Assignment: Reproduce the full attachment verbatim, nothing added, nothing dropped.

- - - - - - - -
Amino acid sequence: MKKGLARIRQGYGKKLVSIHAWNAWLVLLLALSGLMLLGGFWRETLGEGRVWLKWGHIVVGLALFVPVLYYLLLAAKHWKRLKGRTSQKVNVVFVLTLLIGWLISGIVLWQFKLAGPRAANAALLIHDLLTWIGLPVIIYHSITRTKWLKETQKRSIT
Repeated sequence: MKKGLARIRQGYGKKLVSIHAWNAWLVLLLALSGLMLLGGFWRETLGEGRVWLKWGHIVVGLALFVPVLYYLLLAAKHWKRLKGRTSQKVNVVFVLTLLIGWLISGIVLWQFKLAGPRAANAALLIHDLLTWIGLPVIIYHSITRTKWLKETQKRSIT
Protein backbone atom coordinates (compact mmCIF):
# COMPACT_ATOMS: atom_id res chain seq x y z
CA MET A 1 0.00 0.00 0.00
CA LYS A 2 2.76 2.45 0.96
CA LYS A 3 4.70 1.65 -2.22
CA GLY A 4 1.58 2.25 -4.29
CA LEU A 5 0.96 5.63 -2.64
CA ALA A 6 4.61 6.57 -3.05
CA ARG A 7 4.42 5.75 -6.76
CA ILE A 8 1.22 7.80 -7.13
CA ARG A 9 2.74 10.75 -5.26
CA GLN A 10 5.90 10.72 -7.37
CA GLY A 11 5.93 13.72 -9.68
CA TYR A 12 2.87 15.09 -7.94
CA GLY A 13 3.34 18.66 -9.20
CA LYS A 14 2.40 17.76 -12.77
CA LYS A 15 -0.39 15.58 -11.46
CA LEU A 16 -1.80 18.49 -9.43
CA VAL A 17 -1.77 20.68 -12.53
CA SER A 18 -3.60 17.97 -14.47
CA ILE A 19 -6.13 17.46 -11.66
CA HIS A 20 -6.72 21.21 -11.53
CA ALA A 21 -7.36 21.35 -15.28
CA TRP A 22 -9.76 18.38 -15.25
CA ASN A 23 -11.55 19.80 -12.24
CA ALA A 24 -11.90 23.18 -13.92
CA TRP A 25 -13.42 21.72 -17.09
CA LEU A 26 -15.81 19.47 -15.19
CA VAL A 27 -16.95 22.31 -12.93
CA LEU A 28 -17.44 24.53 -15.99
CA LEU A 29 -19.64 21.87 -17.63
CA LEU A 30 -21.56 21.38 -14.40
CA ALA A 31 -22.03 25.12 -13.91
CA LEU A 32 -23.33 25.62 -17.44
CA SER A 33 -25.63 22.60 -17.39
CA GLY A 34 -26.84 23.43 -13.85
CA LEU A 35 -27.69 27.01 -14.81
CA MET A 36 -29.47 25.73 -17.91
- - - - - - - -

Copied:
Amino acid sequence: MKKGLARIRQGYGKKLVSIHAWNAWLVLLLALSGLMLLGGFWRETLGEGRVWLKWGHIVVGLALFVPVLYYLLLAAKHWKRLKGRTSQKVNVVFVLTLLIGWLISGIVLWQFKLAGPRAANAALLIHDLLTWIGLPVIIYHSITRTKWLKETQKRSIT
Repeated sequence: MKKGLARIRQGYGKKLVSIHAWNAWLVLLLALSGLMLLGGFWRETLGEGRVWLKWGHIVVGLALFVPVLYYLLLAAKHWKRLKGRTSQKVNVVFVLTLLIGWLISGIVLWQFKLAGPRAANAALLIHDLLTWIGLPVIIYHSITRTKWLKETQKRSIT
Protein backbone atom coordinates (compact mmCIF):
# COMPACT_ATOMS: atom_id res chain seq x y z
CA MET A 1 0.00 0.00 0.00
CA LYS A 2 2.76 2.45 0.96
CA LYS A 3 4.70 1.65 -2.22
CA GLY A 4 1.58 2.25 -4.29
CA LEU A 5 0.96 5.63 -2.64
CA ALA A 6 4.61 6.57 -3.05
CA ARG A 7 4.42 5.75 -6.76
CA ILE A 8 1.22 7.80 -7.13
CA ARG A 9 2.74 10.75 -5.26
CA GLN A 10 5.90 10.72 -7.37
CA GLY A 11 5.93 13.72 -9.68
CA TYR A 12 2.87 15.09 -7.94
CA GLY A 13 3.34 18.66 -9.20
CA LYS A 14 2.40 17.76 -12.77
CA LYS A 15 -0.39 15.58 -11.46
CA LEU A 16 -1.80 18.49 -9.43
CA VAL A 17 -1.77 20.68 -12.53
CA SER A 18 -3.60 17.97 -14.47
CA ILE A 19 -6.13 17.46 -11.66
CA HIS A 20 -6.72 21.21 -11.53
CA ALA A 21 -7.36 21.35 -15.28
CA TRP A 22 -9.76 18.38 -15.25
CA ASN A 23 -11.55 19.80 -12.24
CA ALA A 24 -11.90 23.18 -13.92
CA TRP A 25 -13.42 21.72 -17.09
CA LEU A 26 -15.81 19.47 -15.19
CA VAL A 27 -16.95 22.31 -12.93
CA LEU A 28 -17.44 24.53 -15.99
CA LEU A 29 -19.64 21.87 -17.63
CA LEU A 30 -21.56 21.38 -14.40
CA ALA A 31 -22.03 25.12 -13.91
CA LEU A 32 -23.33 25.62 -17.44
CA SER A 33 -25.63 22.60 -17.39
CA GLY A 34 -26.84 23.43 -13.85
CA LEU A 35 -27.69 27.01 -14.81
CA MET A 36 -29.47 25.73 -17.91